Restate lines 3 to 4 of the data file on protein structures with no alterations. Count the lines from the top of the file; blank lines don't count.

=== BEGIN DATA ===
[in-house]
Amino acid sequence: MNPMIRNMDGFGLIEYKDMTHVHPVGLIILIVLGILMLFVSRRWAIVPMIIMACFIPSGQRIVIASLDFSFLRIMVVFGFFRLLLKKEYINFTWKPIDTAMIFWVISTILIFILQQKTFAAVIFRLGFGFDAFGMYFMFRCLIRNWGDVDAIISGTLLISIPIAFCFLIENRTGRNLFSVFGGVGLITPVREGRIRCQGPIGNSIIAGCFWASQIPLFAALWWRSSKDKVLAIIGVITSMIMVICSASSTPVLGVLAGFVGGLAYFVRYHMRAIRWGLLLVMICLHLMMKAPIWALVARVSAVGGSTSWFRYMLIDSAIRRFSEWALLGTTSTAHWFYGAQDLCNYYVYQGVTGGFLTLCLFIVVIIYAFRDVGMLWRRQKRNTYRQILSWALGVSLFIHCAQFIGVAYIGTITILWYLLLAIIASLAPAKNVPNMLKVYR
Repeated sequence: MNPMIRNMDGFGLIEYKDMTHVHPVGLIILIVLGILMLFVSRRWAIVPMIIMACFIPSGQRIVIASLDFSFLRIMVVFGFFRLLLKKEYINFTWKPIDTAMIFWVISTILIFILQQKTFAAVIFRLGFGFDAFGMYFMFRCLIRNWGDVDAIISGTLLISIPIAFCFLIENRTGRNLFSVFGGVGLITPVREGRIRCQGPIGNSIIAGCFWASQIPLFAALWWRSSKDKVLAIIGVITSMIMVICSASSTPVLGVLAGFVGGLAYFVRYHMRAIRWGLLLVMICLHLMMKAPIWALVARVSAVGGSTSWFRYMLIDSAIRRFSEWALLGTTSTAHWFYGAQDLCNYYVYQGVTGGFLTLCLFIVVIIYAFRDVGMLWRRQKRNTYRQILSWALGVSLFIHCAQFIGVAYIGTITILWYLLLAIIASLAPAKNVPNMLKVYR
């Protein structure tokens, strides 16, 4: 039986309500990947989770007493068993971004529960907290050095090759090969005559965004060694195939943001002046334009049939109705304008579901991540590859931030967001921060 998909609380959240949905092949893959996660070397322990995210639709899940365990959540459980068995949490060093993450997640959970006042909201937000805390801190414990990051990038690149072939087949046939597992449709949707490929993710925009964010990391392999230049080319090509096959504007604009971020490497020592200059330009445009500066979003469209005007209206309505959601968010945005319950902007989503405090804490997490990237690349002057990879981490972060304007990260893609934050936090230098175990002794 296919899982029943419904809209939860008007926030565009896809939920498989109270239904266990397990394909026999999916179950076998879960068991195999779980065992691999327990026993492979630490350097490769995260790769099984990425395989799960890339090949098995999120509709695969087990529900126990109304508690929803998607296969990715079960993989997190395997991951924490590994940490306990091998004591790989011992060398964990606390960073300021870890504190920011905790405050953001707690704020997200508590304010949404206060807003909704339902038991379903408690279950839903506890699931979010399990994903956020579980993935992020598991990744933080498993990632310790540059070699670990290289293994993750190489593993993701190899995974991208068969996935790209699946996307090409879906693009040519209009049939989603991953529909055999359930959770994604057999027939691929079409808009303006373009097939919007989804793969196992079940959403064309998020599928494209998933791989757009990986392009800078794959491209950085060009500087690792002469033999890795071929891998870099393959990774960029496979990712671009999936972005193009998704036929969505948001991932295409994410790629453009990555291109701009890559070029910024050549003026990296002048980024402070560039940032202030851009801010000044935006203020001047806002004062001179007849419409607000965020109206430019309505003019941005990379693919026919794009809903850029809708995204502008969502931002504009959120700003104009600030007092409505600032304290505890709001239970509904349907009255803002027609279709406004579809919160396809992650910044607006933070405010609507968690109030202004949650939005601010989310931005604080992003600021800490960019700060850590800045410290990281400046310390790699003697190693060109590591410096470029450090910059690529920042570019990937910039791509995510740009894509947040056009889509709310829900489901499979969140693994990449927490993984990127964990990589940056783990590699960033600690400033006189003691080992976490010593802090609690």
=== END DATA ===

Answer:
Repeated sequence: MNPMIRNMDGFGLIEYKDMTHVHPVGLIILIVLGILMLFVSRRWAIVPMIIMACFIPSGQRIVIASLDFSFLRIMVVFGFFRLLLKKEYINFTWKPIDTAMIFWVISTILIFILQQKTFAAVIFRLGFGFDAFGMYFMFRCLIRNWGDVDAIISGTLLISIPIAFCFLIENRTGRNLFSVFGGVGLITPVREGRIRCQGPIGNSIIAGCFWASQIPLFAALWWRSSKDKVLAIIGVITSMIMVICSASSTPVLGVLAGFVGGLAYFVRYHMRAIRWGLLLVMICLHLMMKAPIWALVARVSAVGGSTSWFRYMLIDSAIRRFSEWALLGTTSTAHWFYGAQDLCNYYVYQGVTGGFLTLCLFIVVIIYAFRDVGMLWRRQKRNTYRQILSWALGVSLFIHCAQFIGVAYIGTITILWYLLLAIIASLAPAKNVPNMLKVYR
């Protein structure tokens, strides 16, 4: 039986309500990947989770007493068993971004529960907290050095090759090969005559965004060694195939943001002046334009049939109705304008579901991540590859931030967001921060 998909609380959240949905092949893959996660070397322990995210639709899940365990959540459980068995949490060093993450997640959970006042909201937000805390801190414990990051990038690149072939087949046939597992449709949707490929993710925009964010990391392999230049080319090509096959504007604009971020490497020592200059330009445009500066979003469209005007209206309505959601968010945005319950902007989503405090804490997490990237690349002057990879981490972060304007990260893609934050936090230098175990002794 296919899982029943419904809209939860008007926030565009896809939920498989109270239904266990397990394909026999999916179950076998879960068991195999779980065992691999327990026993492979630490350097490769995260790769099984990425395989799960890339090949098995999120509709695969087990529900126990109304508690929803998607296969990715079960993989997190395997991951924490590994940490306990091998004591790989011992060398964990606390960073300021870890504190920011905790405050953001707690704020997200508590304010949404206060807003909704339902038991379903408690279950839903506890699931979010399990994903956020579980993935992020598991990744933080498993990632310790540059070699670990290289293994993750190489593993993701190899995974991208068969996935790209699946996307090409879906693009040519209009049939989603991953529909055999359930959770994604057999027939691929079409808009303006373009097939919007989804793969196992079940959403064309998020599928494209998933791989757009990986392009800078794959491209950085060009500087690792002469033999890795071929891998870099393959990774960029496979990712671009999936972005193009998704036929969505948001991932295409994410790629453009990555291109701009890559070029910024050549003026990296002048980024402070560039940032202030851009801010000044935006203020001047806002004062001179007849419409607000965020109206430019309505003019941005990379693919026919794009809903850029809708995204502008969502931002504009959120700003104009600030007092409505600032304290505890709001239970509904349907009255803002027609279709406004579809919160396809992650910044607006933070405010609507968690109030202004949650939005601010989310931005604080992003600021800490960019700060850590800045410290990281400046310390790699003697190693060109590591410096470029450090910059690529920042570019990937910039791509995510740009894509947040056009889509709310829900489901499979969140693994990449927490993984990127964990990589940056783990590699960033600690400033006189003691080992976490010593802090609690």